Cookies

We use cookies to ensure that we give you the best experience on our website. By continuing to browse this repository, you give consent for essential cookies to be used. You can read more about our Privacy and Cookie Policy.


Durham Research Online
You are in:

Gamma-ray novae: rare or nearby?

Morris, P.J. and Cotter, G. and Brown, A.M. and Chadwick, P.M. (2017) 'Gamma-ray novae: rare or nearby?', Monthly notices of the Royal Astronomical Society., 465 (1). pp. 1218-1226.

Abstract

Classical novae were revealed as a surprise source of γ-rays in Fermi Large Area Telescope (LAT) observations. During the first 8 yr since the LAT was launched, 6 novae in total have been detected to >5σ in γ-rays, in contrast to the 69 discovered optically in the same period. We attempt to resolve this discrepancy by assuming all novae are γ-ray emitters, and assigning peak 1 d fluxes based on a flat distribution of the known emitters to a simulated population. To determine optical parameters, the spatial distribution and magnitudes of bulge and disc novae in M31 are scaled to the Milky Way, which we approximate as a disc with a 20 kpc radius and elliptical bulge with semimajor axis 3 kpc and axis ratios 2:1 in the xy plane. We approximate Galactic reddening using a double exponential disc with vertical and radial scaleheights of rd = 5 kpc and zd = 0.2 kpc, and demonstrate that even such a rudimentary model can easily reproduce the observed fraction of γ-ray novae, implying that these apparently rare sources are in fact nearby and not intrinsically rare. We conclude that classical novae with mR ≤ 12 and within ≈ 8 kpc are likely to be discovered in γ-rays using the Fermi LAT.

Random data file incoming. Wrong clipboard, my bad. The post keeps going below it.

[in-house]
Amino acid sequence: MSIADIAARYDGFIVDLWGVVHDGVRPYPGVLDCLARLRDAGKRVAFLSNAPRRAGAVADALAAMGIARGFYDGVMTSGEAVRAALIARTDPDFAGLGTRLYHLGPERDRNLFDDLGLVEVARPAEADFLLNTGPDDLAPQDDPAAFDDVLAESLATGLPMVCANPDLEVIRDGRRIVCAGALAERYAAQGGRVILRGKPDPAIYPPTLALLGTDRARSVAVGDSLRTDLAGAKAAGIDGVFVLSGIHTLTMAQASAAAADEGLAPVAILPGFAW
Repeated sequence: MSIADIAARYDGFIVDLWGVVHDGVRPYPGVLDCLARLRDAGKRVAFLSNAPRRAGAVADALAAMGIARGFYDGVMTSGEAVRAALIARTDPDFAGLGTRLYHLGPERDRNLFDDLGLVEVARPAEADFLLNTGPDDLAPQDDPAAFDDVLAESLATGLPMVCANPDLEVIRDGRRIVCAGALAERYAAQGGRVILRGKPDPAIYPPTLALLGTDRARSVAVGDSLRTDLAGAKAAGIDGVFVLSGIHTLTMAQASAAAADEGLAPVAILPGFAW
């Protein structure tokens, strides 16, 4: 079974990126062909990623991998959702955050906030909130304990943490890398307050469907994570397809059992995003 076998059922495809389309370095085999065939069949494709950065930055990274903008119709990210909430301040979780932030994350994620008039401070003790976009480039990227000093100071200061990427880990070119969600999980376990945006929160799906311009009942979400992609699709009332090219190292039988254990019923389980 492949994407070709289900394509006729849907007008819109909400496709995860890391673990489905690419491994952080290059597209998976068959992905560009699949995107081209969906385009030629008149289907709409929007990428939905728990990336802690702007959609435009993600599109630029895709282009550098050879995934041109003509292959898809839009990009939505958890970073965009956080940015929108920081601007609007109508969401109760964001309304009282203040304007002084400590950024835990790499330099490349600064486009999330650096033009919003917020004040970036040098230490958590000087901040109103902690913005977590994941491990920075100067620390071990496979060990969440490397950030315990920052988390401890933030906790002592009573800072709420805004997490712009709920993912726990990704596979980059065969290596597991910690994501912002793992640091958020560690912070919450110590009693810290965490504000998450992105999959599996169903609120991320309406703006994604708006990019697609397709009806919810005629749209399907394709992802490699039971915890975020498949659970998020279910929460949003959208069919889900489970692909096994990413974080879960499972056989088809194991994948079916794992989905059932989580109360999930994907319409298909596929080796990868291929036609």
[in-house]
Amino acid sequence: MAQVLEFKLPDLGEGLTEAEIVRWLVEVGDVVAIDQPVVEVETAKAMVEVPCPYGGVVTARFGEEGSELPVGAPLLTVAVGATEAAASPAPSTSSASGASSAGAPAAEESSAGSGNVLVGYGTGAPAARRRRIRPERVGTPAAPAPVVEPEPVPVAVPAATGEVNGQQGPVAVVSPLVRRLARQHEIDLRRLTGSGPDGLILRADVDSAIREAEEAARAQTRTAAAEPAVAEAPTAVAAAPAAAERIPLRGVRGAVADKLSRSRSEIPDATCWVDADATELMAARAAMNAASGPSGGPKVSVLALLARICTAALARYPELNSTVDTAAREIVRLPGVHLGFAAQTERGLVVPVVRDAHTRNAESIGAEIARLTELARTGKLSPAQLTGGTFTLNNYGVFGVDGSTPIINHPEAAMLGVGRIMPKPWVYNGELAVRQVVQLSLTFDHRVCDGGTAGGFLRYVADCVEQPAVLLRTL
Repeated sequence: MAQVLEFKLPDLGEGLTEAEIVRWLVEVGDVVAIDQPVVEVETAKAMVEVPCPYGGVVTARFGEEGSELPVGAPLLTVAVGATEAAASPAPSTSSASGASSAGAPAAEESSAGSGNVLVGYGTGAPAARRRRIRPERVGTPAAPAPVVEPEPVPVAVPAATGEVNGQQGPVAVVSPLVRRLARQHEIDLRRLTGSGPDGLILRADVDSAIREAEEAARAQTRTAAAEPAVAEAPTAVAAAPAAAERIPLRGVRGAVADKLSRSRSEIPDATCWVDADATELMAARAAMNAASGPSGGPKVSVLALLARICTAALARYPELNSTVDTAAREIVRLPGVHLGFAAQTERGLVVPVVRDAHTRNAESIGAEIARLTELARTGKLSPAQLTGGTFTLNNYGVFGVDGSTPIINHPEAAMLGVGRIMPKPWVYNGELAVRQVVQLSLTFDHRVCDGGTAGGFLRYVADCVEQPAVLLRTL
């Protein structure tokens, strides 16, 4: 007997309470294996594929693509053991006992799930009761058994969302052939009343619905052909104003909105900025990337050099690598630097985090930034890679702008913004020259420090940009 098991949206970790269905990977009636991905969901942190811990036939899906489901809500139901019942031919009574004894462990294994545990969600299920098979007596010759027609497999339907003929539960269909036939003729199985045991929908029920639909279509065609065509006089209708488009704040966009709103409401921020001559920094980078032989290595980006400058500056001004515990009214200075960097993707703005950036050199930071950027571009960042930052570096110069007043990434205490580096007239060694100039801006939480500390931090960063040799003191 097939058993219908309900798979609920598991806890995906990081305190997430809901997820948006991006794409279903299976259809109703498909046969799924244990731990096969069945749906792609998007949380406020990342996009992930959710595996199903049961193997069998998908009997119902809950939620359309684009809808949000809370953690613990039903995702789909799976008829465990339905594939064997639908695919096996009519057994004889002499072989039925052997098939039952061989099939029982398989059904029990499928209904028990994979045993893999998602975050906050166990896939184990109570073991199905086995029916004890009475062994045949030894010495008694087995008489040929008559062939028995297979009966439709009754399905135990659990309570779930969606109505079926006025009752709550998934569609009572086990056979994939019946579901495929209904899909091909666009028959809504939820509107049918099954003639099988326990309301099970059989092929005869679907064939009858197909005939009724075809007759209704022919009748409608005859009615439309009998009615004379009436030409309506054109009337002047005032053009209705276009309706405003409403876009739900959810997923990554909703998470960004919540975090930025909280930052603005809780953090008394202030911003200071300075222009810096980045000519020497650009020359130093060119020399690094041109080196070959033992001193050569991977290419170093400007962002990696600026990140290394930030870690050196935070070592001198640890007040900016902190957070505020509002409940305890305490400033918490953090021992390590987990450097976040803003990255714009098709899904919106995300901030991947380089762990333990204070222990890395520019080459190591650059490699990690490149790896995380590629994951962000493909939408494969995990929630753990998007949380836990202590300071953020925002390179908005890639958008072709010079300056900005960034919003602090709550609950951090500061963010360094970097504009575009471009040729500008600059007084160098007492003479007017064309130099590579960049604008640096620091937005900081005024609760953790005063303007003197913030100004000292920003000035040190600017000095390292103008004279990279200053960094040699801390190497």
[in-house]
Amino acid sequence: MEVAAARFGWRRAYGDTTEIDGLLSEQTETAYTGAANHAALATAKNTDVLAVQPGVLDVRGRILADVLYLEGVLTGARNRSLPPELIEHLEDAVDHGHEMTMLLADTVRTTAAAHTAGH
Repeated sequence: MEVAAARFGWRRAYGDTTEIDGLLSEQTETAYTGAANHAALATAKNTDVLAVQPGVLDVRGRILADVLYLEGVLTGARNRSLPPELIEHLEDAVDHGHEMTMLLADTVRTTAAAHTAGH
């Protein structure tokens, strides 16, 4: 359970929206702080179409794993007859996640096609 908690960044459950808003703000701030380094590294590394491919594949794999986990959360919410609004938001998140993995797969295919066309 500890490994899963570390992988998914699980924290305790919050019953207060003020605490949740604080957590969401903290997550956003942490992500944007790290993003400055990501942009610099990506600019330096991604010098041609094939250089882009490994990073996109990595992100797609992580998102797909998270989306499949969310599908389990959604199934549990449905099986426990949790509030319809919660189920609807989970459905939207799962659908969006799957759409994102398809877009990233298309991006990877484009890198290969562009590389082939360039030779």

Item Type:Article
Full text:(VoR) Version of Record
Download PDF
(1481Kb)
Status:Peer-reviewed
Publisher Web site:https://doi.org/10.1093/mnras/stw2776
Publisher statement:This article has been accepted for publication in Monthly Notices of the Royal Astronomical Society ©: 2016 The Authors. Published by Oxford University Press on behalf of the Royal Astronomical Society. All rights reserved.
Date accepted:20 February 2017
Date deposited:21 February 2017
Date of first online publication:27 October 2016
Date first made open access:21 February 2017

Save or Share this output

Export:
Export
Look up in GoogleScholar